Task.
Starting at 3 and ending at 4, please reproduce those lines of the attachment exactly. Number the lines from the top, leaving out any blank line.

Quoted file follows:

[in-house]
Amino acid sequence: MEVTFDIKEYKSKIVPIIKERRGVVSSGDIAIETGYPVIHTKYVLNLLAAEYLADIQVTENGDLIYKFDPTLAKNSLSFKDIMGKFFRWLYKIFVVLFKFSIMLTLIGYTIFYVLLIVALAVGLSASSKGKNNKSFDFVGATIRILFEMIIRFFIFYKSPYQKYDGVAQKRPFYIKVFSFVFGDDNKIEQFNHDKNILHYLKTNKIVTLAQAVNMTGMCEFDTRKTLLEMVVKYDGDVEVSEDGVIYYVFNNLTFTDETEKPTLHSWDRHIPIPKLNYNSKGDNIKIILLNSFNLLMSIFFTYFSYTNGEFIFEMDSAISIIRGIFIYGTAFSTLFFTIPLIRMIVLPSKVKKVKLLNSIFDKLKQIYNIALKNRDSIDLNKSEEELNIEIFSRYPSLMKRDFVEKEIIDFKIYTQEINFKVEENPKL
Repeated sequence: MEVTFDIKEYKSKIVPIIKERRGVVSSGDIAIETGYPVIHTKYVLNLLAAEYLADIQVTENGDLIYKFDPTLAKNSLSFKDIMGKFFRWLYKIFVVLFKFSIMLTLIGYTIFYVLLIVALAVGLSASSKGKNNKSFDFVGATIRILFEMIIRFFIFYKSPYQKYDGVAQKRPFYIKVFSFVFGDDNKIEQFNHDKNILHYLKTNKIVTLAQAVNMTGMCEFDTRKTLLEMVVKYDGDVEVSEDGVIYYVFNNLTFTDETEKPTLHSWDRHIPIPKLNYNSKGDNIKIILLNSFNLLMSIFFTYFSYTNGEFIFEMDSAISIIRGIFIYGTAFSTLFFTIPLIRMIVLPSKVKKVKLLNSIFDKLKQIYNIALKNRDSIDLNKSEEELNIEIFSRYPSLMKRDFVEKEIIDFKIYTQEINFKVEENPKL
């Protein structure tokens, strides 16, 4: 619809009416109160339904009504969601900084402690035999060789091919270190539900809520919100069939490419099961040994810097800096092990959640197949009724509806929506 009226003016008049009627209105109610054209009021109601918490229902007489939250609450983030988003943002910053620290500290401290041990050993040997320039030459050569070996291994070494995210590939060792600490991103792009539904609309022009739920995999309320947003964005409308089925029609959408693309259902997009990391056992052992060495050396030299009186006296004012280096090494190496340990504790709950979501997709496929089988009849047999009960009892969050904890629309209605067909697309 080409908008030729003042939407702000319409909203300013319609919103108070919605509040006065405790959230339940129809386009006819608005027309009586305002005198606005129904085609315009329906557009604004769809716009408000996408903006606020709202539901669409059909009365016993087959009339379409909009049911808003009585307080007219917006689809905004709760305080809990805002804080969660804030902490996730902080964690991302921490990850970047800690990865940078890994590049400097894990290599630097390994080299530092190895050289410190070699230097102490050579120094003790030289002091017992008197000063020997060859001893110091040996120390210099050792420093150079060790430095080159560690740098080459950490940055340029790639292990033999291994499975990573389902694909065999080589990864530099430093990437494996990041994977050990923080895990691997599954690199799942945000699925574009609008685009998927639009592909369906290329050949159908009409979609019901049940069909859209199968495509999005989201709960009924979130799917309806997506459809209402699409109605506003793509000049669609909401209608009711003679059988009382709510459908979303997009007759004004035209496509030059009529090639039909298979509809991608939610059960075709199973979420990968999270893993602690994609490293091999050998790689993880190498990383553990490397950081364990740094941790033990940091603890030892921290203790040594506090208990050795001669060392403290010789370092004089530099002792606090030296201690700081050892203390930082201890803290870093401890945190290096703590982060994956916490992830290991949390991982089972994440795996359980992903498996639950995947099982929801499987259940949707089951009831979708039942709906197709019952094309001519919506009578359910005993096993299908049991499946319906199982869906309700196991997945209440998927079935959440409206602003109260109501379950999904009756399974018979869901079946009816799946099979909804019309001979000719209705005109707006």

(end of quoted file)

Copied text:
Repeated sequence: MEVTFDIKEYKSKIVPIIKERRGVVSSGDIAIETGYPVIHTKYVLNLLAAEYLADIQVTENGDLIYKFDPTLAKNSLSFKDIMGKFFRWLYKIFVVLFKFSIMLTLIGYTIFYVLLIVALAVGLSASSKGKNNKSFDFVGATIRILFEMIIRFFIFYKSPYQKYDGVAQKRPFYIKVFSFVFGDDNKIEQFNHDKNILHYLKTNKIVTLAQAVNMTGMCEFDTRKTLLEMVVKYDGDVEVSEDGVIYYVFNNLTFTDETEKPTLHSWDRHIPIPKLNYNSKGDNIKIILLNSFNLLMSIFFTYFSYTNGEFIFEMDSAISIIRGIFIYGTAFSTLFFTIPLIRMIVLPSKVKKVKLLNSIFDKLKQIYNIALKNRDSIDLNKSEEELNIEIFSRYPSLMKRDFVEKEIIDFKIYTQEINFKVEENPKL
């Protein structure tokens, strides 16, 4: 619809009416109160339904009504969601900084402690035999060789091919270190539900809520919100069939490419099961040994810097800096092990959640197949009724509806929506 009226003016008049009627209105109610054209009021109601918490229902007489939250609450983030988003943002910053620290500290401290041990050993040997320039030459050569070996291994070494995210590939060792600490991103792009539904609309022009739920995999309320947003964005409308089925029609959408693309259902997009990391056992052992060495050396030299009186006296004012280096090494190496340990504790709950979501997709496929089988009849047999009960009892969050904890629309209605067909697309 080409908008030729003042939407702000319409909203300013319609919103108070919605509040006065405790959230339940129809386009006819608005027309009586305002005198606005129904085609315009329906557009604004769809716009408000996408903006606020709202539901669409059909009365016993087959009339379409909009049911808003009585307080007219917006689809905004709760305080809990805002804080969660804030902490996730902080964690991302921490990850970047800690990865940078890994590049400097894990290599630097390994080299530092190895050289410190070699230097102490050579120094003790030289002091017992008197000063020997060859001893110091040996120390210099050792420093150079060790430095080159560690740098080459950490940055340029790639292990033999291994499975990573389902694909065999080589990864530099430093990437494996990041994977050990923080895990691997599954690199799942945000699925574009609008685009998927639009592909369906290329050949159908009409979609019901049940069909859209199968495509999005989201709960009924979130799917309806997506459809209402699409109605506003793509000049669609909401209608009711003679059988009382709510459908979303997009007759004004035209496509030059009529090639039909298979509809991608939610059960075709199973979420990968999270893993602690994609490293091999050998790689993880190498990383553990490397950081364990740094941790033990940091603890030892921290203790040594506090208990050795001669060392403290010789370092004089530099002792606090030296201690700081050892203390930082201890803290870093401890945190290096703590982060994956916490992830290991949390991982089972994440795996359980992903498996639950995947099982929801499987259940949707089951009831979708039942709906197709019952094309001519919506009578359910005993096993299908049991499946319906199982869906309700196991997945209440998927079935959440409206602003109260109501379950999904009756399974018979869901079946009816799946099979909804019309001979000719209705005109707006």